Youth Law and Justice Conference brings together practitioners and local students
By Felicia Holloman (3L)
UF Law hosted the second annual Youth Law and Justice Conference on Feb. 26. The daylong event brought more than 70 local middle and high school students to campus for discussions raising awareness of legal issues affecting today’s youth.
Students, legal practitioners, and faculty filled the Chesterfield Smith Ceremonial Classroom for a welcome by Eugene Pettis (JD 85), the president-elect who will become the first African-American to lead The Florida Bar.
Pettis encouraged students to seek success, whatever their circumstances and hurdles.
“You cannot be afraid to succeed,” Pettis said. “Even if your family is not there to bridge your success, you must not let that define you.”
Pettis also offered a few of his early life experiences as proof, such as overcoming a speech impediment to become a successful trial attorney.
“I was able to reach deep within and grab something that is within each of us. I believed in myself,” Pettis said.
After a motivational opening, students were split into groups and dispersed to classroom workshops. In one workshop, students re-enacted a criminal proceeding. Three students played attorneys defending a student who was arrested for gang activities in a park. Three other students played prosecutors, while the rest of the class was split into witnesses and jury members.
Canaan Goldman, an assistant public defender, presided as judge over the mock trial and offered guidance to the groups.
“You are going to have to figure out what is a ‘gang’ and what is an ‘activity,’” Goldman said.
The proceeding sparked lively debate among the groups and ended with the acquittal of the defendant.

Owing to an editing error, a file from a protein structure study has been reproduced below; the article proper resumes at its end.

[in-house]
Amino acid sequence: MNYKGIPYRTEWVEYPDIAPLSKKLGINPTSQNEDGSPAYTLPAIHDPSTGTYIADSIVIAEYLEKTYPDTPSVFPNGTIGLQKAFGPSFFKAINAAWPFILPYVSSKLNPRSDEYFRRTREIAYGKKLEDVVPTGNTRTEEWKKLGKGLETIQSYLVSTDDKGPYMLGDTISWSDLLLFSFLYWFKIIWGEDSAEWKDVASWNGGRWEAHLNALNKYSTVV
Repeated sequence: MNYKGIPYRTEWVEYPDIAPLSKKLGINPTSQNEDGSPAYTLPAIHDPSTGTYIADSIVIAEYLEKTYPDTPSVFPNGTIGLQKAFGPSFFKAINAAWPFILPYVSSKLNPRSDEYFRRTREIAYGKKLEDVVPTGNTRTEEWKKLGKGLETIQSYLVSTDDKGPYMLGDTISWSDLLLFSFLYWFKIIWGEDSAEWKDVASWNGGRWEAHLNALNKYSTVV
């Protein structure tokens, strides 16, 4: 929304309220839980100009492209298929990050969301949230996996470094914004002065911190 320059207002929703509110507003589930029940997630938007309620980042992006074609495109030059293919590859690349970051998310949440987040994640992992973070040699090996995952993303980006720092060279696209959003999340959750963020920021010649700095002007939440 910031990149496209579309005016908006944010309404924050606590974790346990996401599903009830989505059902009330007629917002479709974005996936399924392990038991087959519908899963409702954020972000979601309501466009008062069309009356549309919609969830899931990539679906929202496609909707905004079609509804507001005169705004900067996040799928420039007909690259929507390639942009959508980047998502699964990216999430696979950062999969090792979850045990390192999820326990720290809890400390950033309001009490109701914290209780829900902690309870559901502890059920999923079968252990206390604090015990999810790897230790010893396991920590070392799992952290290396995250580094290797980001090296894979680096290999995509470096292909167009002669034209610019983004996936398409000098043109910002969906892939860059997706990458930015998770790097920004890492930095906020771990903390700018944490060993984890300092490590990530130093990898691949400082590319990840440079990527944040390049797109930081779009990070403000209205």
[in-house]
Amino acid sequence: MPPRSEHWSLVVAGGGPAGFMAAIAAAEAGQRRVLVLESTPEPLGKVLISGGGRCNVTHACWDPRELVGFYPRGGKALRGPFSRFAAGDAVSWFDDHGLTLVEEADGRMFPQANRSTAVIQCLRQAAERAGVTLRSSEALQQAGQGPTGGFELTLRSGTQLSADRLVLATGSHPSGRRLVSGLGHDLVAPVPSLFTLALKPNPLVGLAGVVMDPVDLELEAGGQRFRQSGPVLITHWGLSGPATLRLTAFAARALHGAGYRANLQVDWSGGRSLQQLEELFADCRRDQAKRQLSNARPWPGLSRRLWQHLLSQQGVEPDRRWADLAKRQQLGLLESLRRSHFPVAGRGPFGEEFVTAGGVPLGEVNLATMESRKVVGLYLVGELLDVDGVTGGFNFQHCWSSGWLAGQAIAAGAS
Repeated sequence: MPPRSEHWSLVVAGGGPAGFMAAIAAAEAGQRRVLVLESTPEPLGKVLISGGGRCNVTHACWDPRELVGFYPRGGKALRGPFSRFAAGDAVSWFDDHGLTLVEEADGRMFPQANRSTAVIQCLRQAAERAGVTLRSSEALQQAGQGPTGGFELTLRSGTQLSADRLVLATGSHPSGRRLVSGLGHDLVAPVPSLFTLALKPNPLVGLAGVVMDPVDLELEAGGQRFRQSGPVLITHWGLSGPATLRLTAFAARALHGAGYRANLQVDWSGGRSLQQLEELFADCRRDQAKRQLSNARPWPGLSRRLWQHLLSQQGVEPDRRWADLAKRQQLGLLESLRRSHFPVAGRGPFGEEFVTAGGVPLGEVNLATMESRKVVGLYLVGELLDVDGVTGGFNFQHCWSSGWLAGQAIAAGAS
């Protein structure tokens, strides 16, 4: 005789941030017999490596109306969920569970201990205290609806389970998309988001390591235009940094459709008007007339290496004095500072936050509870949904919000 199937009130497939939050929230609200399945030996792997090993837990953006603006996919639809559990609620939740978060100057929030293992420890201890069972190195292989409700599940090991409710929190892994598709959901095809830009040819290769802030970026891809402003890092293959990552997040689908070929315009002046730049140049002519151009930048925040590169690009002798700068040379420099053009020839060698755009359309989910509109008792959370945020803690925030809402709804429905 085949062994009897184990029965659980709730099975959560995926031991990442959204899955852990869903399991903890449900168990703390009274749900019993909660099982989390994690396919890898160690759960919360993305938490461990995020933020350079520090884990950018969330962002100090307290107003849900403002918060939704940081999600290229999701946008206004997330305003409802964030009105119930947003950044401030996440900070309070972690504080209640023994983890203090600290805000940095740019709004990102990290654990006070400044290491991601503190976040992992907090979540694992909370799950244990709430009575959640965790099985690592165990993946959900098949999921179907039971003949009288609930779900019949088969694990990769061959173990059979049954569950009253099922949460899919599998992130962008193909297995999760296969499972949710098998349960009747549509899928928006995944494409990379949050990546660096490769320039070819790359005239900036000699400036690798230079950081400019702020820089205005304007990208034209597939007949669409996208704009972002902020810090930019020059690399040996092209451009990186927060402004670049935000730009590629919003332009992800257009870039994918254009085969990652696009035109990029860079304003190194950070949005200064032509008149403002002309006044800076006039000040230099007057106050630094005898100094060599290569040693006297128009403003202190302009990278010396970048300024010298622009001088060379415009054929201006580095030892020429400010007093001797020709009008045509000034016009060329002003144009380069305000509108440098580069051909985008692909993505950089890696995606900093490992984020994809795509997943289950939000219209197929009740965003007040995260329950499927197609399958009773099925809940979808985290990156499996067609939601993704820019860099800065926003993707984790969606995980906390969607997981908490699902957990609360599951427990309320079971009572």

The students also attended a workshop focusing on handgun laws and provided students a chance to discuss their views on how to limit gun violence.
Kristofer Eisenmenger (JD 09), an assistant public defender, reviewed gun laws, particularly weapons that may be frequently used by teenagers. The topic triggered a flurry of questions about potato guns, air soft guns, and even slingshots.
Meanwhile, Caroline Zapiec (2L) educated students with facts about handguns, including that the U.S. has the highest rate of gun ownership in the world.
“Every day, about 32 people die due to a gun-related act,” said Zapiec.
Dane Ullian (2L) then presented the students with a hypothetical situation to change the gun laws in a fictional town. Student opinions ranged from allowing open carry of weapons to installing strict gun licensing laws.
The conference was presented by the Josiah T. Walls Foundation, in partnership with UF Law’s Black Law Student Association, Caribbean Law Student Association, Criminal Law Association, Association of Public Interest Law, and The Florida Bar Young Lawyers Division Law Student Division.